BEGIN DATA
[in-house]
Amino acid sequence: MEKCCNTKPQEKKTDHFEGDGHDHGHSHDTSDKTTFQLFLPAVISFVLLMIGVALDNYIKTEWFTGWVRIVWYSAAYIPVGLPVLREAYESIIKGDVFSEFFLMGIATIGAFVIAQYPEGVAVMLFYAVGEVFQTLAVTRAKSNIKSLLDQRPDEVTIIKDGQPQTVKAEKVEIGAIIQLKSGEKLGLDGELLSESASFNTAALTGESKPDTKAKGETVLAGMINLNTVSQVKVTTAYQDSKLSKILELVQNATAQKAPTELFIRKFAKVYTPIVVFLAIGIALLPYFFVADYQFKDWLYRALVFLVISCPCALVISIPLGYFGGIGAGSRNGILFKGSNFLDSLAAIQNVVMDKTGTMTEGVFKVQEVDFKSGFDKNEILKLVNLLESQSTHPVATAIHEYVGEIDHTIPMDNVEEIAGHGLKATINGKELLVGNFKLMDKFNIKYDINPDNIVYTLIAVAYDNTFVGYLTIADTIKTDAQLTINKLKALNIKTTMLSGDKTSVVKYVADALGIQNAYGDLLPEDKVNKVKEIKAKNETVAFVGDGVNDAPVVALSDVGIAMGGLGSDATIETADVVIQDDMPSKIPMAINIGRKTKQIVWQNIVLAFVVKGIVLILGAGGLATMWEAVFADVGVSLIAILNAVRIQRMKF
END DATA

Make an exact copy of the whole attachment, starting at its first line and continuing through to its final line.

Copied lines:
[in-house]
Amino acid sequence: MEKCCNTKPQEKKTDHFEGDGHDHGHSHDTSDKTTFQLFLPAVISFVLLMIGVALDNYIKTEWFTGWVRIVWYSAAYIPVGLPVLREAYESIIKGDVFSEFFLMGIATIGAFVIAQYPEGVAVMLFYAVGEVFQTLAVTRAKSNIKSLLDQRPDEVTIIKDGQPQTVKAEKVEIGAIIQLKSGEKLGLDGELLSESASFNTAALTGESKPDTKAKGETVLAGMINLNTVSQVKVTTAYQDSKLSKILELVQNATAQKAPTELFIRKFAKVYTPIVVFLAIGIALLPYFFVADYQFKDWLYRALVFLVISCPCALVISIPLGYFGGIGAGSRNGILFKGSNFLDSLAAIQNVVMDKTGTMTEGVFKVQEVDFKSGFDKNEILKLVNLLESQSTHPVATAIHEYVGEIDHTIPMDNVEEIAGHGLKATINGKELLVGNFKLMDKFNIKYDINPDNIVYTLIAVAYDNTFVGYLTIADTIKTDAQLTINKLKALNIKTTMLSGDKTSVVKYVADALGIQNAYGDLLPEDKVNKVKEIKAKNETVAFVGDGVNDAPVVALSDVGIAMGGLGSDATIETADVVIQDDMPSKIPMAINIGRKTKQIVWQNIVLAFVVKGIVLILGAGGLATMWEAVFADVGVSLIAILNAVRIQRMKF